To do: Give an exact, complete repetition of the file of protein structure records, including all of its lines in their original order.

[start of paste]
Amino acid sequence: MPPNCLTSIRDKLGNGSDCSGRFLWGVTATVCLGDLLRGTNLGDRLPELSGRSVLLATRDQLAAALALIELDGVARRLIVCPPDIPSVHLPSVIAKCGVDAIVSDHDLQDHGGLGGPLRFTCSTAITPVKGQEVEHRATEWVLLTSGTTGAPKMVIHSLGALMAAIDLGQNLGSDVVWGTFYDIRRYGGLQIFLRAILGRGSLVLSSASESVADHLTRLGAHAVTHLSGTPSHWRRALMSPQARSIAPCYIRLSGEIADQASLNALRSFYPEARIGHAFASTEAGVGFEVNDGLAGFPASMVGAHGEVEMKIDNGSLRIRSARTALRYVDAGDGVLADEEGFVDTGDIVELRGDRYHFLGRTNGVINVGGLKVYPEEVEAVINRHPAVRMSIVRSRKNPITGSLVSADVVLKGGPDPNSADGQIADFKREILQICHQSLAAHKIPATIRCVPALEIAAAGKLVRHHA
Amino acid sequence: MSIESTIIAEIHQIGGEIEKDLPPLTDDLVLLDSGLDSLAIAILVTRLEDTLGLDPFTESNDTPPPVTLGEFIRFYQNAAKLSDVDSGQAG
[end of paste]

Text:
Amino acid sequence: MPPNCLTSIRDKLGNGSDCSGRFLWGVTATVCLGDLLRGTNLGDRLPELSGRSVLLATRDQLAAALALIELDGVARRLIVCPPDIPSVHLPSVIAKCGVDAIVSDHDLQDHGGLGGPLRFTCSTAITPVKGQEVEHRATEWVLLTSGTTGAPKMVIHSLGALMAAIDLGQNLGSDVVWGTFYDIRRYGGLQIFLRAILGRGSLVLSSASESVADHLTRLGAHAVTHLSGTPSHWRRALMSPQARSIAPCYIRLSGEIADQASLNALRSFYPEARIGHAFASTEAGVGFEVNDGLAGFPASMVGAHGEVEMKIDNGSLRIRSARTALRYVDAGDGVLADEEGFVDTGDIVELRGDRYHFLGRTNGVINVGGLKVYPEEVEAVINRHPAVRMSIVRSRKNPITGSLVSADVVLKGGPDPNSADGQIADFKREILQICHQSLAAHKIPATIRCVPALEIAAAGKLVRHHA
Amino acid sequence: MSIESTIIAEIHQIGGEIEKDLPPLTDDLVLLDSGLDSLAIAILVTRLEDTLGLDPFTESNDTPPPVTLGEFIRFYQNAAKLSDVDSGQAG